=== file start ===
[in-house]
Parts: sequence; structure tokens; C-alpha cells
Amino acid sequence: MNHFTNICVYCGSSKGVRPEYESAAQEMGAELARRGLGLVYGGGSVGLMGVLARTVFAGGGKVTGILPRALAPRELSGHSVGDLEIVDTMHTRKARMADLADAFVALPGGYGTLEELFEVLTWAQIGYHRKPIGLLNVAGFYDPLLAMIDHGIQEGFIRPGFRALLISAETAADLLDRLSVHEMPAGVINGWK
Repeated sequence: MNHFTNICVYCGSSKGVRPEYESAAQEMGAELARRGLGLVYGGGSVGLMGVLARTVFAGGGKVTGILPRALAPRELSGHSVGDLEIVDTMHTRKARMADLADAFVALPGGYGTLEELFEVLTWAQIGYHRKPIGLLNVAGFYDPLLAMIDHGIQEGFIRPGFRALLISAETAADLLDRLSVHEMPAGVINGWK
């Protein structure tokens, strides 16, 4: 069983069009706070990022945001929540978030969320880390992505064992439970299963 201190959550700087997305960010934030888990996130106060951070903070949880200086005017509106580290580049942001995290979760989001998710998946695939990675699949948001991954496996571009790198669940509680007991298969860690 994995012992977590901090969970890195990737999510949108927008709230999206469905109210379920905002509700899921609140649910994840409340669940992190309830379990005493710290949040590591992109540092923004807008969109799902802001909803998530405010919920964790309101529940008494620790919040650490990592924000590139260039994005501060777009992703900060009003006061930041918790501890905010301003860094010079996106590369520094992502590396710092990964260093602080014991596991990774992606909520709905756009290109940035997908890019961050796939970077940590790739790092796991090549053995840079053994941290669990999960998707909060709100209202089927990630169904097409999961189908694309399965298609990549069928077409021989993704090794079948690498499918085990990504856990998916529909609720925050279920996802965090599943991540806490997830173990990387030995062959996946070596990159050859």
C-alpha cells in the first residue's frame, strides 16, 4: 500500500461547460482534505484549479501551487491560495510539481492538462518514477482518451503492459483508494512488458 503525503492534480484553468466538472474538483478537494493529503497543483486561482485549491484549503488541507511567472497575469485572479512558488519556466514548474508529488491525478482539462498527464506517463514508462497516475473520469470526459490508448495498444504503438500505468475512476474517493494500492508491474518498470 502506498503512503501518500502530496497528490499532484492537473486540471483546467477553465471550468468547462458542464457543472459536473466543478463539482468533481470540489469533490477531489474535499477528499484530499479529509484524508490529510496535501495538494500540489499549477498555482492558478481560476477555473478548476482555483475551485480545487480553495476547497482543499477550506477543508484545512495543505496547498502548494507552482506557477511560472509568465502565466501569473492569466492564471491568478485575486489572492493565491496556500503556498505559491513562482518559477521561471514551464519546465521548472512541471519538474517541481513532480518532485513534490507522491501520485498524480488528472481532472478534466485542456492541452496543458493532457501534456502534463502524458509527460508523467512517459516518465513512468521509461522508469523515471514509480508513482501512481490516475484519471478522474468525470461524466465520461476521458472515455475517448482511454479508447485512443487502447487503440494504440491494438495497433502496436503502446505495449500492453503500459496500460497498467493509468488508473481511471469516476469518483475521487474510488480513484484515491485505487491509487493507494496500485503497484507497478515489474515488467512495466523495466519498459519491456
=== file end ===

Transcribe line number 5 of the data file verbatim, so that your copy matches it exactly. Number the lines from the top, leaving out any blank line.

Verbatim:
């Protein structure tokens, strides 16, 4: 069983069009706070990022945001929540978030969320880390992505064992439970299963 201190959550700087997305960010934030888990996130106060951070903070949880200086005017509106580290580049942001995290979760989001998710998946695939990675699949948001991954496996571009790198669940509680007991298969860690 994995012992977590901090969970890195990737999510949108927008709230999206469905109210379920905002509700899921609140649910994840409340669940992190309830379990005493710290949040590591992109540092923004807008969109799902802001909803998530405010919920964790309101529940008494620790919040650490990592924000590139260039994005501060777009992703900060009003006061930041918790501890905010301003860094010079996106590369520094992502590396710092990964260093602080014991596991990774992606909520709905756009290109940035997908890019961050796939970077940590790739790092796991090549053995840079053994941290669990999960998707909060709100209202089927990630169904097409999961189908694309399965298609990549069928077409021989993704090794079948690498499918085990990504856990998916529909609720925050279920996802965090599943991540806490997830173990990387030995062959996946070596990159050859």